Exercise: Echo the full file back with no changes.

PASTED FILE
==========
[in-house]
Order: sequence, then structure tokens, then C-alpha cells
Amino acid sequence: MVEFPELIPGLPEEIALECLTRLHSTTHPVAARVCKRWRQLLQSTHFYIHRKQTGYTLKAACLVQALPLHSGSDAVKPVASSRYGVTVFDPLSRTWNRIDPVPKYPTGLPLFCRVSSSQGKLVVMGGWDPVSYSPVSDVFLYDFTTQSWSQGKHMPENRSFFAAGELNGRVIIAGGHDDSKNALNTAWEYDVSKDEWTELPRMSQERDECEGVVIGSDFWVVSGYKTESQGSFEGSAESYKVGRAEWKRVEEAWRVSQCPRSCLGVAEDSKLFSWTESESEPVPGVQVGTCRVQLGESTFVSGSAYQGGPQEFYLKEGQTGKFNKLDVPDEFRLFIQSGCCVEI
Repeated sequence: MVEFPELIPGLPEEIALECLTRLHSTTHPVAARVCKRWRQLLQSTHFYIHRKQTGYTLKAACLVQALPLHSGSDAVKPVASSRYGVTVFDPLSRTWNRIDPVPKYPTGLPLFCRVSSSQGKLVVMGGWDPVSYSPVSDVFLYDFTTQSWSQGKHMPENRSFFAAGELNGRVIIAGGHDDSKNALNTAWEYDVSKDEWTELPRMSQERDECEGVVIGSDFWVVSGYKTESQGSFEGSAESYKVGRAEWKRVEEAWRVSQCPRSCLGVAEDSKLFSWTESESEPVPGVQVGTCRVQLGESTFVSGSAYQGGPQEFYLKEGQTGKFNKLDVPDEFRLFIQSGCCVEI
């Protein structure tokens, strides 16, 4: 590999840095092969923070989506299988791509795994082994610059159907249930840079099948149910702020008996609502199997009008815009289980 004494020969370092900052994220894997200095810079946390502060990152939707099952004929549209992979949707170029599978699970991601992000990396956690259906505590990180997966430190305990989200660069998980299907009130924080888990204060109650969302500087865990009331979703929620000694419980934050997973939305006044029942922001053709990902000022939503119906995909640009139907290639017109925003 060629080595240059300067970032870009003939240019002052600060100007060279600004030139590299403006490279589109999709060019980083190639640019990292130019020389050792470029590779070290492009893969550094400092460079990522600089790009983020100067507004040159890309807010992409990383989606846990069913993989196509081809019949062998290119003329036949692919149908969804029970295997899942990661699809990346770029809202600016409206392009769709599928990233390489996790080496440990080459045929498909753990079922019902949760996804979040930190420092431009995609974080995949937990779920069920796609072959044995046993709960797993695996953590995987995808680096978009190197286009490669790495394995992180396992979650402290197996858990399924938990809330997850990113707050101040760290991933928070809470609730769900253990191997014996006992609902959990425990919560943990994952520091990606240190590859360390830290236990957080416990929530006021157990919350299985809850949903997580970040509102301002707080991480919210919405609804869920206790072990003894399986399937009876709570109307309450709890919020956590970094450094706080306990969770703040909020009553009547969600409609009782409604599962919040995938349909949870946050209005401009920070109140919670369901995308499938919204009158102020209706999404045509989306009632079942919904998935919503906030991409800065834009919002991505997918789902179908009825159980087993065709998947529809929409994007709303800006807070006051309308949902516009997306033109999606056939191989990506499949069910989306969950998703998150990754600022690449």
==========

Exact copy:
[in-house]
Order: sequence, then structure tokens, then C-alpha cells
Amino acid sequence: MVEFPELIPGLPEEIALECLTRLHSTTHPVAARVCKRWRQLLQSTHFYIHRKQTGYTLKAACLVQALPLHSGSDAVKPVASSRYGVTVFDPLSRTWNRIDPVPKYPTGLPLFCRVSSSQGKLVVMGGWDPVSYSPVSDVFLYDFTTQSWSQGKHMPENRSFFAAGELNGRVIIAGGHDDSKNALNTAWEYDVSKDEWTELPRMSQERDECEGVVIGSDFWVVSGYKTESQGSFEGSAESYKVGRAEWKRVEEAWRVSQCPRSCLGVAEDSKLFSWTESESEPVPGVQVGTCRVQLGESTFVSGSAYQGGPQEFYLKEGQTGKFNKLDVPDEFRLFIQSGCCVEI
Repeated sequence: MVEFPELIPGLPEEIALECLTRLHSTTHPVAARVCKRWRQLLQSTHFYIHRKQTGYTLKAACLVQALPLHSGSDAVKPVASSRYGVTVFDPLSRTWNRIDPVPKYPTGLPLFCRVSSSQGKLVVMGGWDPVSYSPVSDVFLYDFTTQSWSQGKHMPENRSFFAAGELNGRVIIAGGHDDSKNALNTAWEYDVSKDEWTELPRMSQERDECEGVVIGSDFWVVSGYKTESQGSFEGSAESYKVGRAEWKRVEEAWRVSQCPRSCLGVAEDSKLFSWTESESEPVPGVQVGTCRVQLGESTFVSGSAYQGGPQEFYLKEGQTGKFNKLDVPDEFRLFIQSGCCVEI
């Protein structure tokens, strides 16, 4: 590999840095092969923070989506299988791509795994082994610059159907249930840079099948149910702020008996609502199997009008815009289980 004494020969370092900052994220894997200095810079946390502060990152939707099952004929549209992979949707170029599978699970991601992000990396956690259906505590990180997966430190305990989200660069998980299907009130924080888990204060109650969302500087865990009331979703929620000694419980934050997973939305006044029942922001053709990902000022939503119906995909640009139907290639017109925003 060629080595240059300067970032870009003939240019002052600060100007060279600004030139590299403006490279589109999709060019980083190639640019990292130019020389050792470029590779070290492009893969550094400092460079990522600089790009983020100067507004040159890309807010992409990383989606846990069913993989196509081809019949062998290119003329036949692919149908969804029970295997899942990661699809990346770029809202600016409206392009769709599928990233390489996790080496440990080459045929498909753990079922019902949760996804979040930190420092431009995609974080995949937990779920069920796609072959044995046993709960797993695996953590995987995808680096978009190197286009490669790495394995992180396992979650402290197996858990399924938990809330997850990113707050101040760290991933928070809470609730769900253990191997014996006992609902959990425990919560943990994952520091990606240190590859360390830290236990957080416990929530006021157990919350299985809850949903997580970040509102301002707080991480919210919405609804869920206790072990003894399986399937009876709570109307309450709890919020956590970094450094706080306990969770703040909020009553009547969600409609009782409604599962919040995938349909949870946050209005401009920070109140919670369901995308499938919204009158102020209706999404045509989306009632079942919904998935919503906030991409800065834009919002991505997918789902179908009825159980087993065709998947529809929409994007709303800006807070006051309308949902516009997306033109999606056939191989990506499949069910989306969950998703998150990754600022690449």